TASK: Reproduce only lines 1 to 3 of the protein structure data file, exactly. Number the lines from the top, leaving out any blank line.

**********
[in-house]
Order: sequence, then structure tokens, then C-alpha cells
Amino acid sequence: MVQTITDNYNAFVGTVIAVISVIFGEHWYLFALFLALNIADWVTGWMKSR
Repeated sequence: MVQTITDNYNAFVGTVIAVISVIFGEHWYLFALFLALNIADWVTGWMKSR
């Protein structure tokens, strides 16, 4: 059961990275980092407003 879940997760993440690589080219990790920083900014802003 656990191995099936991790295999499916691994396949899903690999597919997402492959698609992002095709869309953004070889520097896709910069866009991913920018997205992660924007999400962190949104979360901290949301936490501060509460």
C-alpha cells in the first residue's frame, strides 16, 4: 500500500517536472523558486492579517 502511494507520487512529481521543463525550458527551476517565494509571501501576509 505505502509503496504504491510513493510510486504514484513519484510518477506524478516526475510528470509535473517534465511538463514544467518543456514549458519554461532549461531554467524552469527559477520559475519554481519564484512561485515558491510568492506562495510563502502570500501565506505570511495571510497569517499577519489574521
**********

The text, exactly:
[in-house]
Order: sequence, then structure tokens, then C-alpha cells
Amino acid sequence: MVQTITDNYNAFVGTVIAVISVIFGEHWYLFALFLALNIADWVTGWMKSR